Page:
Stubs c - shared and static libs

I’m currently working with an ocaml library that uses c++ binding. When I build the library from the sources, in the build repository, there are both .so and .a file. However, when I install it from opam and pin-depends, only the .a files are built.

I don’t understand why, and I wonder if there is a way to force that?

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I don’t know much about opam, but the shared library is only built for use with the bytecode interpreter. So perhaps if opam is only installing the native version, then the shared library will not be built.


Thanks for your reply and for the answer!
My issue is when I try to use it, I have an error because the shared libraries are not included.
Is there a way to tell dune to not care about them?

The .so file shouldn’t be installed as native dynamic library is packaged as cmxs file. A cmxs file is a normal shared library, with several sections specific to OCaml.

Probably you’re looking in a wrong direction, what’s that the error that you’re getting? And how do you build and run your program?

That’s not true, OCaml supports native dynamic linking since 3.03, IIRC, and is capable of building and loading shared libraries.

Indeed, I forgot about .cmxs! Thanks for the correction.


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Is it the case even with c++ stubs? The part which is not built is the static c++ library. The issue is it’s built when I do a dune build but not with opam install (it uses dune to create the package.

As the .so file is not present, it says is missing.

Yes, because the opam package that is distributing bindings to the library is not responsible for distribution the actual library. In fact, there are two approaches. You can distribute only the bindings code and assume that the bound library is linked by the user code, or you can statically link the bound library and distributed in one big cmxs file.

Before dune, the build systems were able to notice in the META file that an OCaml library has an extra dependency on a foreign shared library and automatically pass the corresponding command-line options during the linking phase. In addition, cma and cmxa files (OCaml library archives) contain information about the libraries that has to be linked and about the C compiler options that has to be used during linking via the -cclib and -ccopt command-line options.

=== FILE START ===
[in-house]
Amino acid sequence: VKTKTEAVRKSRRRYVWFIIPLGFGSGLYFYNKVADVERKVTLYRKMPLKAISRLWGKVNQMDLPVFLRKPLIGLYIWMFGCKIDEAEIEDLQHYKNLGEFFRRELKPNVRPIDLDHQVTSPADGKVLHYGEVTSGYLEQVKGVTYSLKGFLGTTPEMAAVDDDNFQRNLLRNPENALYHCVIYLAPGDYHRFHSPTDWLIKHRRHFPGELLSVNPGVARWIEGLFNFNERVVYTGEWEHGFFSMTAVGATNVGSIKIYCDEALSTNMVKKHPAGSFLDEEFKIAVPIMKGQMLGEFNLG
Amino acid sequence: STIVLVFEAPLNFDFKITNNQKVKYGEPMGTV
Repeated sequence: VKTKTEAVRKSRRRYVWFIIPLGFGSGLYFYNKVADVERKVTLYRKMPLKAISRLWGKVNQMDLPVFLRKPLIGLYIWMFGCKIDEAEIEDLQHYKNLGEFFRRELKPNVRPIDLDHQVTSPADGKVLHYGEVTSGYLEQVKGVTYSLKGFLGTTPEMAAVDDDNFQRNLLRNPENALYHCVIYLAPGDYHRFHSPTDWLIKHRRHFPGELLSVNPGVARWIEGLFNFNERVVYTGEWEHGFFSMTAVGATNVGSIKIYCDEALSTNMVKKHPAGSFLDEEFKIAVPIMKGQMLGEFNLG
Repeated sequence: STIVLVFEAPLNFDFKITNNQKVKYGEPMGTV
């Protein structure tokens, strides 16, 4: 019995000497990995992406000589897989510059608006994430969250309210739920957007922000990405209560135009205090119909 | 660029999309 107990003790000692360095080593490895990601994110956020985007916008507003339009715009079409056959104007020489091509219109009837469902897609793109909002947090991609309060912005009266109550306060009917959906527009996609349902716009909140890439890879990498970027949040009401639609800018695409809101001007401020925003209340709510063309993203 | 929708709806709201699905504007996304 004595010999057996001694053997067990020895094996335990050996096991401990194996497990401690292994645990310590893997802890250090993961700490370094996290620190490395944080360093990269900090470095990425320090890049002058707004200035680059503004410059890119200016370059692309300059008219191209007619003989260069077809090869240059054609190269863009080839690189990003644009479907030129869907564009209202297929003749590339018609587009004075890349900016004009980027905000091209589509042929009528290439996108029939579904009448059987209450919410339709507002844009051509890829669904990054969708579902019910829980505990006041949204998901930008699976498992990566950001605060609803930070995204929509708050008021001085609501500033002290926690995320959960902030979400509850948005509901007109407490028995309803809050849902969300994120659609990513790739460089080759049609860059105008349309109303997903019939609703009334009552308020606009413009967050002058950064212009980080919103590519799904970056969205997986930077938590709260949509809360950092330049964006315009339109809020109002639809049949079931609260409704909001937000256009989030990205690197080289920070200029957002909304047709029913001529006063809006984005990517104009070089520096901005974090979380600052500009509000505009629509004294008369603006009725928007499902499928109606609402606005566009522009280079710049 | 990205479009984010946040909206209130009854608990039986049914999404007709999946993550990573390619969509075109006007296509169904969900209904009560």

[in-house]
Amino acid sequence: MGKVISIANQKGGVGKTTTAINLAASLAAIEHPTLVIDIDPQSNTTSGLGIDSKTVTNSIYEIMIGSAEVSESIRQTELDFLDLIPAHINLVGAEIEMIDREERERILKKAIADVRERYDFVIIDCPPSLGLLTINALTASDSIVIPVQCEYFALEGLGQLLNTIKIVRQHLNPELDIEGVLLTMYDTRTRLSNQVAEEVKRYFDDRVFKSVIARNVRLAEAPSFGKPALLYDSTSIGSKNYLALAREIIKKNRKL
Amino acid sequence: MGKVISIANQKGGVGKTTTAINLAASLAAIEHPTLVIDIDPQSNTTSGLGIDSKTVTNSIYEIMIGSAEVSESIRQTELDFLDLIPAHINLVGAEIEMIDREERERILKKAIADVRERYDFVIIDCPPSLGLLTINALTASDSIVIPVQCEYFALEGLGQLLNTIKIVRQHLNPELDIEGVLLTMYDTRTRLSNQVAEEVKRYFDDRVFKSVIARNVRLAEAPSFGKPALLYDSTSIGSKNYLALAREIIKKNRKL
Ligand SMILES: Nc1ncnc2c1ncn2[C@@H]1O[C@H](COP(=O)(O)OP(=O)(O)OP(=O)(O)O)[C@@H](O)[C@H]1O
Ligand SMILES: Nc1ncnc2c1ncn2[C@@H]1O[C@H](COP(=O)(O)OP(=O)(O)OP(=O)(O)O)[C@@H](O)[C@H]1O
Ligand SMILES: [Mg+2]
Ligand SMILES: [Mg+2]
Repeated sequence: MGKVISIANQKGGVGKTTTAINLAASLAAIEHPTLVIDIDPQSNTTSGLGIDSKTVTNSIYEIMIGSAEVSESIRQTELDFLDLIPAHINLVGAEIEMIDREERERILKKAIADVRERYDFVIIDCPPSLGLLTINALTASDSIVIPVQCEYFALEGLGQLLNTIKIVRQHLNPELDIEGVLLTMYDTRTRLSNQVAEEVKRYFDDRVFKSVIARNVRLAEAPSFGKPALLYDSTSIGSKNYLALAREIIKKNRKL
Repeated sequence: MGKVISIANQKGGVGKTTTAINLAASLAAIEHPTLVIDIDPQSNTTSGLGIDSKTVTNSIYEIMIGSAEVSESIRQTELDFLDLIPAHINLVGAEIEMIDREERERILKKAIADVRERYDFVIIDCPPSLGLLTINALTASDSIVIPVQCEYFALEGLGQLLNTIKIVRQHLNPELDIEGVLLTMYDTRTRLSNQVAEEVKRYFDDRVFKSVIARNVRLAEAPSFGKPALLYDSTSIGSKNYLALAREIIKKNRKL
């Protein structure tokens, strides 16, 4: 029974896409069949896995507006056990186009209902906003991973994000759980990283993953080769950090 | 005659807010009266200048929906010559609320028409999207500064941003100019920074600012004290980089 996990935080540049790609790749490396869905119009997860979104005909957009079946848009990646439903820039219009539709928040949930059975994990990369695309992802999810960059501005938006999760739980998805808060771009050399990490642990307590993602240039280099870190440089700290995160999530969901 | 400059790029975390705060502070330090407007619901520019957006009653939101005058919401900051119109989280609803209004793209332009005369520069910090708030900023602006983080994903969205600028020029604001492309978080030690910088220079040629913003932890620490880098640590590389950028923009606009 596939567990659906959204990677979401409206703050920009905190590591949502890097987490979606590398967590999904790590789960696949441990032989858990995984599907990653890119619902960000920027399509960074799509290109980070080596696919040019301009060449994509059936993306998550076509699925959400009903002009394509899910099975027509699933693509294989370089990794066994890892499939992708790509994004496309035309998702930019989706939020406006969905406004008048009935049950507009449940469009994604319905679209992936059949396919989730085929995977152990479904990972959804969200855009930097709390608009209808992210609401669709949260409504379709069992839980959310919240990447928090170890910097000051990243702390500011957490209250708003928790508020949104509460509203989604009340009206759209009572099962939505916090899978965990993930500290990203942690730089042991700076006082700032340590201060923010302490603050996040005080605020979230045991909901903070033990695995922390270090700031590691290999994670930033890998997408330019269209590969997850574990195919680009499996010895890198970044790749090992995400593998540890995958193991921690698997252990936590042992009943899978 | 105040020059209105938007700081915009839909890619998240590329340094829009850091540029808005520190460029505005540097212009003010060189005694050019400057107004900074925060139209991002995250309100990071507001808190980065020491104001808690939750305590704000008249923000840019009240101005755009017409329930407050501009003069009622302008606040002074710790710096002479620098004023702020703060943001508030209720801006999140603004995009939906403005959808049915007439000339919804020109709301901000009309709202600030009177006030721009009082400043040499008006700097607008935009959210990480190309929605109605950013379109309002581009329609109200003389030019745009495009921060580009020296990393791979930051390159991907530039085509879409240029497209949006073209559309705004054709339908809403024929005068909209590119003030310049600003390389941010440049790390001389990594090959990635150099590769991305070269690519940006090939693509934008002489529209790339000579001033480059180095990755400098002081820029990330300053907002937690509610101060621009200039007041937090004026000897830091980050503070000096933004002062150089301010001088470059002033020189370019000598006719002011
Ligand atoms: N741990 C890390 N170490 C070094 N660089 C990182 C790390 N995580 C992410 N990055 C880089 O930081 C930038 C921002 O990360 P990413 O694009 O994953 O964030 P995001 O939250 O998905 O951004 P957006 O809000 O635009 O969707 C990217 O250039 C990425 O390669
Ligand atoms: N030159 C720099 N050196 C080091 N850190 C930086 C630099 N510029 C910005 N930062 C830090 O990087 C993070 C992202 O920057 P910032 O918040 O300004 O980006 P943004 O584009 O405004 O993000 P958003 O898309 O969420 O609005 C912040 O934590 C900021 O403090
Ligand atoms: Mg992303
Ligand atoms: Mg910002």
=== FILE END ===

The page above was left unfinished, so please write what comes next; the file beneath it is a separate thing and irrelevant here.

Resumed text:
Unfortunately, the library that you’re using is doing neither so it is you task to specify the extra dependencies1. In general you can use the link_flags (or flags) stanza, e.g., (link_flags -cclib -lfoo) to link the library to your library (executable). But in case of ocaml_mammut I think you would need to add much more than that, e.g., this is what I think you need to add,

-cclib -lstdc++ -cclib -lraplcap-msr -cclib -lsmartgauge -cclib -lusb-1.0 -cclib -lmammut

E.g., if you’re building a binary that uses ocaml_mamut then add to the executable stanza the following line,

(flags (:standard -w -49 -cclib -lstdc++ -cclib -lraplcap-msr -cclib -lsmartgauge -cclib -lusb-1.0 -cclib -lmammut))

1) when we link with libc or lm we don’t have to specify their dependencies as well, it is the responsibility of the linked library to specify their dependencies. So mamut_ocaml shall pass those options as link_flags when they define the mammut library. If they would do this, then you we wouldn’t need to write those options in the code that use their library. I would suggest you to open an issue or suggest a PR with the fix.

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Thanks for this really detail reply, it helps me a lot! I will see with the maintainer if I can add the flags directly in the library.

I have a last question about your suggestion to embed the library directly in a cmxs file. Is it still possible to do it with dune and how should you then link the code in the executable dune?

Of course, just link statically with the mammut library. You can do it both in ocaml_mammut or in your application, if you want to make it self-contained. The only caveat is that the mammut library should distribute .a files. If they are provided, e.g., there is libmammut.a at some directory /foo/bar/mammut then passing -cclib -L -cclib /foo/bar/mammut -cclib libmammut.a to the flags (link_flags) stanza will take the libmammut code and copy it into your binary (library). For bytedcode it will create a special dll<yourlib>.so library that will be loaded by the OCaml runtime.

Ok, I see! Thanks so much for your help!

I’m sorry to reopen this ticket, I seem to still struggle with it (lib). When I insert the cflags directly in the lib dune file it’s not able to find it whereas when I use it in the example dune file, there is no

Dune from the lib directory (flags generate errors here) :

  (public_name tezos_oxymeter)
  (name tezos_oxymeter)
  (flags (:standard -w -49
                    -cclib -lstdc++
                    -cclib -lraplcap-msr
                    -cclib -lsmartgauge
                    -cclib -lusb-1.0
                    -cclib -lmammut
  (libraries re

Dune from the example directory :

  (name main)
  (flags (:standard -w -49
                    -cclib -lstdc++
                    -cclib -lraplcap-msr
                    -cclib -lsmartgauge
                    -cclib -lusb-1.0
                    -cclib -lmammut))
  (libraries tezos_oxymeter))

Because of it, I’m not able to build a self contain library… Would you have any suggestions ?